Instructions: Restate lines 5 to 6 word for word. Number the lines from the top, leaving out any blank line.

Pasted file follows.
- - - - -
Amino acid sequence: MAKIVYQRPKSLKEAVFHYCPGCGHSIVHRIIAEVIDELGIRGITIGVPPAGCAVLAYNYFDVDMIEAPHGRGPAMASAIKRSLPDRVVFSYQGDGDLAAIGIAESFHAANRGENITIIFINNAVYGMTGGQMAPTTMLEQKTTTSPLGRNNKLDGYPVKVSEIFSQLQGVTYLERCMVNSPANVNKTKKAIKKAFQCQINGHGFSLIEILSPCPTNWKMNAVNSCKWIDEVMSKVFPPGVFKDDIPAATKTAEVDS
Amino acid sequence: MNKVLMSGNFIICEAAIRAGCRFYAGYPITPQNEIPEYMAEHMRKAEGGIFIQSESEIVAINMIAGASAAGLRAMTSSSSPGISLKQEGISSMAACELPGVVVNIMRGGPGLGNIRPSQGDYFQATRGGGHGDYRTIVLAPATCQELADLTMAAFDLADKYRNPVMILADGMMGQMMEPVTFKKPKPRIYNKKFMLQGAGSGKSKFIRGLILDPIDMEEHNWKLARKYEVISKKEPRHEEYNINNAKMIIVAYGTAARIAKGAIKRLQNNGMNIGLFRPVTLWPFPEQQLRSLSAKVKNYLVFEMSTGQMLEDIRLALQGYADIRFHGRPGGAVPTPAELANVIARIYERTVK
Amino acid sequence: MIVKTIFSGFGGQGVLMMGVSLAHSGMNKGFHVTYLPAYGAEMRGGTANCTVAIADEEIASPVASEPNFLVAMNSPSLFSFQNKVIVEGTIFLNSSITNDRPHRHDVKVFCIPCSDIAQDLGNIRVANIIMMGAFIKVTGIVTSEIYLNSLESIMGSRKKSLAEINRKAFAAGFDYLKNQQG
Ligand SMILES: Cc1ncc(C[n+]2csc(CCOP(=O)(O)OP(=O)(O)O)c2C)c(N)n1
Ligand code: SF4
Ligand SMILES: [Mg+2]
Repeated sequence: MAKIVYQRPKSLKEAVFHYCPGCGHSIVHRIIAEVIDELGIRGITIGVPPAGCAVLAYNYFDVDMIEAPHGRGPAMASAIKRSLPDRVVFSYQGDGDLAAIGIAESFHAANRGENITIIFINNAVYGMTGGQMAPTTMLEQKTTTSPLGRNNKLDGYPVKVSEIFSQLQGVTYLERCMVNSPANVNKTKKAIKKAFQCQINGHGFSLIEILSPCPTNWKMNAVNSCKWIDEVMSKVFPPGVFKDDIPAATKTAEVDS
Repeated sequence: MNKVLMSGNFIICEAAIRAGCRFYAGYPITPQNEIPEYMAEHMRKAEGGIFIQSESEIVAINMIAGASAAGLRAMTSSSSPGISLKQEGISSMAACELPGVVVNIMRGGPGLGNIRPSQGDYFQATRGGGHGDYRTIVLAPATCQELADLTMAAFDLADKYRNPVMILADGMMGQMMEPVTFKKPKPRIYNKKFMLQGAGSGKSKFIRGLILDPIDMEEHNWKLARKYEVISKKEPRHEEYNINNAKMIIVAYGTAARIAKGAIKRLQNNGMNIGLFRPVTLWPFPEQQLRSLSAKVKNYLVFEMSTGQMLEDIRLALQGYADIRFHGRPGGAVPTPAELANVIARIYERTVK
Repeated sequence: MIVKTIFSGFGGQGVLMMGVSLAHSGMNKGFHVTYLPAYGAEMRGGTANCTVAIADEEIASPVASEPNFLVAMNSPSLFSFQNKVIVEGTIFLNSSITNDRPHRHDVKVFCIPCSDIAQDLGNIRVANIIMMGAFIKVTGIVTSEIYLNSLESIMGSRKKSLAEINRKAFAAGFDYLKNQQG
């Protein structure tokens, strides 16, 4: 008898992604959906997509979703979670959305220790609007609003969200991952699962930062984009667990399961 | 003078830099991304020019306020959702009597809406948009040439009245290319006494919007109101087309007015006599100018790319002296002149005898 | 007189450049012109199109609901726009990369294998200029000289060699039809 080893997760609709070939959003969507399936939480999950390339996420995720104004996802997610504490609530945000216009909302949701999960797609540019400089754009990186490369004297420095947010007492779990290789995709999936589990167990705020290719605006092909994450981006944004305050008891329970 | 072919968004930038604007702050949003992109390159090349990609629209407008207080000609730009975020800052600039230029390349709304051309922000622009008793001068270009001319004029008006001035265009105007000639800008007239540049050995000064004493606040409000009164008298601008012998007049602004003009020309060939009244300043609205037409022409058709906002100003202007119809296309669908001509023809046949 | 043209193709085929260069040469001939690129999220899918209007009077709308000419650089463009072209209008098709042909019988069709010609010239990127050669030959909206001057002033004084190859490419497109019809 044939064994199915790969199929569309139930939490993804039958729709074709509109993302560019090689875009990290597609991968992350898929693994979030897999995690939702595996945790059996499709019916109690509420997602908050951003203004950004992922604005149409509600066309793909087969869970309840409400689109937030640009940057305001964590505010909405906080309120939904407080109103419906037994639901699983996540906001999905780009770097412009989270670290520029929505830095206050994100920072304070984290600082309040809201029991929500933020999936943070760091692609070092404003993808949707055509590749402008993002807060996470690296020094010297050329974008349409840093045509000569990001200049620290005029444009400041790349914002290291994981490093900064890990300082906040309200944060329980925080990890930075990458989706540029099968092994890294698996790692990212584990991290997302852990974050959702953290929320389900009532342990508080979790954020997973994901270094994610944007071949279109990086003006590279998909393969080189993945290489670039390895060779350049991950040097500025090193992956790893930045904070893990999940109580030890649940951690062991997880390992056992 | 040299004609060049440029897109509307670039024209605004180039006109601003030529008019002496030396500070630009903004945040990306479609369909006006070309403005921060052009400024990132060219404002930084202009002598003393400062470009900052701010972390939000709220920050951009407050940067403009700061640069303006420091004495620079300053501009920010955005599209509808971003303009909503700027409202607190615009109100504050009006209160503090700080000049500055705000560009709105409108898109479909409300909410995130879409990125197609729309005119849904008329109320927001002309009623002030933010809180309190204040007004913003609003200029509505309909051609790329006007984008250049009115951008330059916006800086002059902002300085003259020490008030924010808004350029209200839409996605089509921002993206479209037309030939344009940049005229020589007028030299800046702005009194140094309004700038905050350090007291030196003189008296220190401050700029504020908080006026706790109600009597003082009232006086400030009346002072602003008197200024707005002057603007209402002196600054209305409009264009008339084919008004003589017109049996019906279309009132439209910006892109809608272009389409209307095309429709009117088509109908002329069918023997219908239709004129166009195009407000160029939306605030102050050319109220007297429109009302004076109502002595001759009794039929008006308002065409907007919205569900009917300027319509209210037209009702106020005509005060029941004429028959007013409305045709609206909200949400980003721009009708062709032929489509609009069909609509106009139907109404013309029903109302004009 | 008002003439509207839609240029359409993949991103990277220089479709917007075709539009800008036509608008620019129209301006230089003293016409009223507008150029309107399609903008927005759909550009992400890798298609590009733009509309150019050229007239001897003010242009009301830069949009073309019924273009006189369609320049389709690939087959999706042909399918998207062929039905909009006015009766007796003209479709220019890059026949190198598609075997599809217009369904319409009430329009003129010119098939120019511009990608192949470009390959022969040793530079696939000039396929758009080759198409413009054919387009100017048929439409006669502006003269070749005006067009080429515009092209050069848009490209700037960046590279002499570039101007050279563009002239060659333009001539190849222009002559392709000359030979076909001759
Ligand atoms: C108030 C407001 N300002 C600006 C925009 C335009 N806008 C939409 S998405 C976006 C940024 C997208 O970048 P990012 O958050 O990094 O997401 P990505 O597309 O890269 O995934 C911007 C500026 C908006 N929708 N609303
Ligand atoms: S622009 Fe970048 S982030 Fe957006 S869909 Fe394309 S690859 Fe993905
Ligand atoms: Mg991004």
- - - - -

Ligand code: SF4
Ligand SMILES: [Mg+2]